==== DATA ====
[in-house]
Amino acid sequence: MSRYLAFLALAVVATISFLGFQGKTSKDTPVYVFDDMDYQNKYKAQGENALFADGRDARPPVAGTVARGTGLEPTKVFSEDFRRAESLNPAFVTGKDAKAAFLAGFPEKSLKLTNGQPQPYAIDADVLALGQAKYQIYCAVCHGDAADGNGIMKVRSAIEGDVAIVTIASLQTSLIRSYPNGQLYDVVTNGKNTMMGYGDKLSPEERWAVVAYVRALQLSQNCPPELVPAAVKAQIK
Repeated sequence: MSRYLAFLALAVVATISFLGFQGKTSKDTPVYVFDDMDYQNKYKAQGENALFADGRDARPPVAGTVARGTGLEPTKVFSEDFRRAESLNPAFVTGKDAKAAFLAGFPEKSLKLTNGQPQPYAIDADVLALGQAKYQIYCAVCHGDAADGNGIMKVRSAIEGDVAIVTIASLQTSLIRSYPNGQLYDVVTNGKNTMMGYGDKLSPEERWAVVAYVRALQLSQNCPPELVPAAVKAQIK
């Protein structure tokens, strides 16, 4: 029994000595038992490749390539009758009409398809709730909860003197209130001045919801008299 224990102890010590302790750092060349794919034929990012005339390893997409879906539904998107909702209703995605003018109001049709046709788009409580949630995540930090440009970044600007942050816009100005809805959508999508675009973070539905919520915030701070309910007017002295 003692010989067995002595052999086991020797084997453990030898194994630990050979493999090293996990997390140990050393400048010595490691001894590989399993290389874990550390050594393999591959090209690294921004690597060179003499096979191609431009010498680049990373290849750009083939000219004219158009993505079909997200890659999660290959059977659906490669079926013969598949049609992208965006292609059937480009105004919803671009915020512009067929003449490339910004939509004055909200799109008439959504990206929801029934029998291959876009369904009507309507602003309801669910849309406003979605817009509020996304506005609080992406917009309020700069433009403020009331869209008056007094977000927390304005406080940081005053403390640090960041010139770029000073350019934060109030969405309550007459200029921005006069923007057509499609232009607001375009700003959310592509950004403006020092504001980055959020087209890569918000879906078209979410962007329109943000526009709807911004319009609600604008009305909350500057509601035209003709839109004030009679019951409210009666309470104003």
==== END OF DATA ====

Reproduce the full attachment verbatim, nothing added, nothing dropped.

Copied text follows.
[in-house]
Amino acid sequence: MSRYLAFLALAVVATISFLGFQGKTSKDTPVYVFDDMDYQNKYKAQGENALFADGRDARPPVAGTVARGTGLEPTKVFSEDFRRAESLNPAFVTGKDAKAAFLAGFPEKSLKLTNGQPQPYAIDADVLALGQAKYQIYCAVCHGDAADGNGIMKVRSAIEGDVAIVTIASLQTSLIRSYPNGQLYDVVTNGKNTMMGYGDKLSPEERWAVVAYVRALQLSQNCPPELVPAAVKAQIK
Repeated sequence: MSRYLAFLALAVVATISFLGFQGKTSKDTPVYVFDDMDYQNKYKAQGENALFADGRDARPPVAGTVARGTGLEPTKVFSEDFRRAESLNPAFVTGKDAKAAFLAGFPEKSLKLTNGQPQPYAIDADVLALGQAKYQIYCAVCHGDAADGNGIMKVRSAIEGDVAIVTIASLQTSLIRSYPNGQLYDVVTNGKNTMMGYGDKLSPEERWAVVAYVRALQLSQNCPPELVPAAVKAQIK
């Protein structure tokens, strides 16, 4: 029994000595038992490749390539009758009409398809709730909860003197209130001045919801008299 224990102890010590302790750092060349794919034929990012005339390893997409879906539904998107909702209703995605003018109001049709046709788009409580949630995540930090440009970044600007942050816009100005809805959508999508675009973070539905919520915030701070309910007017002295 003692010989067995002595052999086991020797084997453990030898194994630990050979493999090293996990997390140990050393400048010595490691001894590989399993290389874990550390050594393999591959090209690294921004690597060179003499096979191609431009010498680049990373290849750009083939000219004219158009993505079909997200890659999660290959059977659906490669079926013969598949049609992208965006292609059937480009105004919803671009915020512009067929003449490339910004939509004055909200799109008439959504990206929801029934029998291959876009369904009507309507602003309801669910849309406003979605817009509020996304506005609080992406917009309020700069433009403020009331869209008056007094977000927390304005406080940081005053403390640090960041010139770029000073350019934060109030969405309550007459200029921005006069923007057509499609232009607001375009700003959310592509950004403006020092504001980055959020087209890569918000879906078209979410962007329109943000526009709807911004319009609600604008009305909350500057509601035209003709839109004030009679019951409210009666309470104003």